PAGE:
Charles Fox Parham (1873-1929), minister, author and one of the founders of the modern Pentecostal Movement, was born in Muscatine, Iowa. Parham came to believe in divine healing after recovering from rheumatic fever and subsequently became an independent Holiness preacher, centering his teaching around divine healing, sanctification as a second work of grace, and Spirit baptism i.e. speaking in tongues.
Along with William Seymour, Parham played an instrumental role in the Azusa Street revival (1906-09) in Los Angeles. Although plagued by troubles and controversies towards the end of his ministry, Parham provided the movement with a defined theological corpus through his bi-monthly publication Apostolic Faith and instilled within the movement a fervent missionary emphasis.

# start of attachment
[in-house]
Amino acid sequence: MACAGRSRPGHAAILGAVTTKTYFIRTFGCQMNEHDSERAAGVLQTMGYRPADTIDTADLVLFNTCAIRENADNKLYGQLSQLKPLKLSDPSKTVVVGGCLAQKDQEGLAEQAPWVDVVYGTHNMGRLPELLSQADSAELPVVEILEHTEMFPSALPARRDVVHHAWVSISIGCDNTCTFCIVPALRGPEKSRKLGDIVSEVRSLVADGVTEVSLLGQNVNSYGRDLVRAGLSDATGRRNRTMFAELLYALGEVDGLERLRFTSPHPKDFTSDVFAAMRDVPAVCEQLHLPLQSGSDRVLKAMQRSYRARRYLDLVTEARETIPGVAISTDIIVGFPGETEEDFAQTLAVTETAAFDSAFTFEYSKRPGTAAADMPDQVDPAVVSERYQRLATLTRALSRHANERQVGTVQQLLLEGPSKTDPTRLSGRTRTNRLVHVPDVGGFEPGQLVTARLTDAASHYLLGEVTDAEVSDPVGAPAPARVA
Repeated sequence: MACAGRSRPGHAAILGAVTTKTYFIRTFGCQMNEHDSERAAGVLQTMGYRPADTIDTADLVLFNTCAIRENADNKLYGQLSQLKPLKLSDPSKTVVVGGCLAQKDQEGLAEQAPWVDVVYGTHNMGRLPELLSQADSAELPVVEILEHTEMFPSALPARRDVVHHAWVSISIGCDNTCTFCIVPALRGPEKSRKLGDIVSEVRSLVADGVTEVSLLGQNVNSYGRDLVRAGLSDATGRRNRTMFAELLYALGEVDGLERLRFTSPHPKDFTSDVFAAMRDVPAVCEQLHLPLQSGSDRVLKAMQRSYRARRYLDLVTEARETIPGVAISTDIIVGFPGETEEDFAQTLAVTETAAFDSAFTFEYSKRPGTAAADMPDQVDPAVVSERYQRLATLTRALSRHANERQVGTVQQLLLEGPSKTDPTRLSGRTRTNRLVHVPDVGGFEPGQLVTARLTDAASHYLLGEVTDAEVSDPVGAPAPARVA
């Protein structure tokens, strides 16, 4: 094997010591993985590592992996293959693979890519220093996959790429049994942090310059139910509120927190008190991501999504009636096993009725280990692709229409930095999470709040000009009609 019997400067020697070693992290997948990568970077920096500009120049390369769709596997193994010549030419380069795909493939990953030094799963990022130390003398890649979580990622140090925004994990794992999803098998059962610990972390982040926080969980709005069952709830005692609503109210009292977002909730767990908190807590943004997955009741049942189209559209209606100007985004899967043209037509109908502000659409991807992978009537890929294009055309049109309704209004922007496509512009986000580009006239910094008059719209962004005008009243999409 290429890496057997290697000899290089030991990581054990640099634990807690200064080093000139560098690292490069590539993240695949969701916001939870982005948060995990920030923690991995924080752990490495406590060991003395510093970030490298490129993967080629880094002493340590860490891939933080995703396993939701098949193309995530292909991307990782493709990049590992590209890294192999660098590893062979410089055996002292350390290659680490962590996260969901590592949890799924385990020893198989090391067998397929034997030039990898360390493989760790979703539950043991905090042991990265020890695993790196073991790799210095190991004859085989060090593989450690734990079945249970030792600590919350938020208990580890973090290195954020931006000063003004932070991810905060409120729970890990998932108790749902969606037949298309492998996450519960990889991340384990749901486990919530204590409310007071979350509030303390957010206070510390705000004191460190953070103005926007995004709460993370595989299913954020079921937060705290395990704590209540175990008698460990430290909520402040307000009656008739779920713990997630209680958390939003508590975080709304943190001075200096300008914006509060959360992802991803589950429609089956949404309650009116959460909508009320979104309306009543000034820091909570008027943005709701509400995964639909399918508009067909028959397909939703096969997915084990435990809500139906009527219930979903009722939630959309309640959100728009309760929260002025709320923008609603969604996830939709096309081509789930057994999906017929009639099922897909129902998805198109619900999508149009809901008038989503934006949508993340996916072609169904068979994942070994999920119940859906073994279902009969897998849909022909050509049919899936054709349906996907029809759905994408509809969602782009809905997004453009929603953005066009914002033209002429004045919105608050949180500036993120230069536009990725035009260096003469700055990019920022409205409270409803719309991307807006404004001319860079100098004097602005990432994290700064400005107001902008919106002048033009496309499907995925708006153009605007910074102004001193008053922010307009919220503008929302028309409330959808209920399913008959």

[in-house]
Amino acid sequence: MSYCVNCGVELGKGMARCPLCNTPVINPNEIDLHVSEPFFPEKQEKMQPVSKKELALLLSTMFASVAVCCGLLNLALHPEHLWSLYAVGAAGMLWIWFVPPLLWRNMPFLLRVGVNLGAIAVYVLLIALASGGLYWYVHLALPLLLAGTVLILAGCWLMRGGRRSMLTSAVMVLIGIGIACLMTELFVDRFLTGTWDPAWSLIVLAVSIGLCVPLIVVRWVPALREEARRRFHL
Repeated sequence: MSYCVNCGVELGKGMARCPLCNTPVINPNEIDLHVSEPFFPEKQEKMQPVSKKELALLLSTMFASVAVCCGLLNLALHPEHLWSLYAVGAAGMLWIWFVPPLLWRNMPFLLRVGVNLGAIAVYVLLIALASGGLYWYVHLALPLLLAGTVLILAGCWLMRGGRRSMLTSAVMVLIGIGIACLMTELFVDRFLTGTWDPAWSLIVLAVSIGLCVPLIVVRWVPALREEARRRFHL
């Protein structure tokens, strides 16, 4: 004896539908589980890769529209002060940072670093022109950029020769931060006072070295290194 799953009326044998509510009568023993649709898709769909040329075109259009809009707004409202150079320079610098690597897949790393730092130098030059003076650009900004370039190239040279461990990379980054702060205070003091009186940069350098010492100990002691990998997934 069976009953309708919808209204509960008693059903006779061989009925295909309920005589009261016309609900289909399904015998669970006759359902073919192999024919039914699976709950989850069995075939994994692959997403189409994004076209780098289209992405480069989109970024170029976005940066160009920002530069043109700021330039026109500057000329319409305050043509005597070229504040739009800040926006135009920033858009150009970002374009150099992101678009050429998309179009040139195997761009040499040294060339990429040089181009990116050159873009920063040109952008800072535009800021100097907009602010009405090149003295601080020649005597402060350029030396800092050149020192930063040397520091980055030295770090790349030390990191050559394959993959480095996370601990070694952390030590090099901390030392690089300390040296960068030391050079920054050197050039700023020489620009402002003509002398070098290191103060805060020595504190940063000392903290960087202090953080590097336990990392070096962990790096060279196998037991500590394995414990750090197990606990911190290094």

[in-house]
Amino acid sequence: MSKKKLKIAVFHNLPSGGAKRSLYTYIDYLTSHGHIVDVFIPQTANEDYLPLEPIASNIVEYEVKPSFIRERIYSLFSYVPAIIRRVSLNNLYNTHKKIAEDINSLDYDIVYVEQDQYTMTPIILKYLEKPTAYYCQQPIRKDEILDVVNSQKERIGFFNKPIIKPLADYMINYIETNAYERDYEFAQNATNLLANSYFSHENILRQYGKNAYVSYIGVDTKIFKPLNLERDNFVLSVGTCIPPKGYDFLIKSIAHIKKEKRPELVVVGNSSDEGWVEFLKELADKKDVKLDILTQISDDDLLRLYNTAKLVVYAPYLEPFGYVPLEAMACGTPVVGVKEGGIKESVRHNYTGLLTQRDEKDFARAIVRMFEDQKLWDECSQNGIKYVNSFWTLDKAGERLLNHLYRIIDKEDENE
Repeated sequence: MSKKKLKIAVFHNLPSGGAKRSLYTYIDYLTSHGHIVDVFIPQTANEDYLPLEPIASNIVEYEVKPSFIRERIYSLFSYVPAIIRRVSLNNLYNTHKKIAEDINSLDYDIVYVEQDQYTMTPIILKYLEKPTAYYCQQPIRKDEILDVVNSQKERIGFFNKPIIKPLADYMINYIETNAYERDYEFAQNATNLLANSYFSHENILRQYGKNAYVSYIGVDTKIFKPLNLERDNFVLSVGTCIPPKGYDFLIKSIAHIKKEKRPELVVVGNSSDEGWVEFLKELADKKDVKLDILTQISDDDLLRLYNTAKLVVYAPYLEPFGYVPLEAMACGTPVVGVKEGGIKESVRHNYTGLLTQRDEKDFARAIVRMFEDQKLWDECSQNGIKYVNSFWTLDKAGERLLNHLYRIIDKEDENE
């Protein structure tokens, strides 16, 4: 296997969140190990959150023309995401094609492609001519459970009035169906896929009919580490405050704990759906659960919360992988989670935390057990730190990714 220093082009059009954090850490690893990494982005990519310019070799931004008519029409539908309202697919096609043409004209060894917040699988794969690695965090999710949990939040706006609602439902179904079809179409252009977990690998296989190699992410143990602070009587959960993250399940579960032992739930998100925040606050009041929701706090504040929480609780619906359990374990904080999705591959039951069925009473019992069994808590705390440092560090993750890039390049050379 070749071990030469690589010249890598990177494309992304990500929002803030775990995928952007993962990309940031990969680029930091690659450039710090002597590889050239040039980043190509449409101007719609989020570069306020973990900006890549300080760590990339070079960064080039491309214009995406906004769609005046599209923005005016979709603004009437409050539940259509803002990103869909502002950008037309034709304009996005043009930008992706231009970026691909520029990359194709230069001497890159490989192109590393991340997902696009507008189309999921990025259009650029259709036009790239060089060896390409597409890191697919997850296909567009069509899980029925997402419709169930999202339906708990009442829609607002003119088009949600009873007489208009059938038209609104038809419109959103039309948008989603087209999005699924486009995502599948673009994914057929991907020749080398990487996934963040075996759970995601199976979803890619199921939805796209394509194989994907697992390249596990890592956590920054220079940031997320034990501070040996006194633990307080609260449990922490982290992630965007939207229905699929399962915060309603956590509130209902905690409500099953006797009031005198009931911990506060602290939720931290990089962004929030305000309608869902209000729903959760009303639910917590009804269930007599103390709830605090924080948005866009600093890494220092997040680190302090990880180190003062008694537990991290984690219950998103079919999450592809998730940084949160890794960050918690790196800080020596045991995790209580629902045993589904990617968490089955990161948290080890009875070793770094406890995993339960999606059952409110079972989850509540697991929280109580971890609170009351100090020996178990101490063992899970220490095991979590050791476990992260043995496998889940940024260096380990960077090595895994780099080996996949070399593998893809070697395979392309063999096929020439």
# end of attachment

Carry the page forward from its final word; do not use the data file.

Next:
For further reading see James R. Goff, Jr., Fields White Unto Harvest: Charles F. Parham and the Missionary Origins of Pentecostalism (University of Arkansas Press, 1988).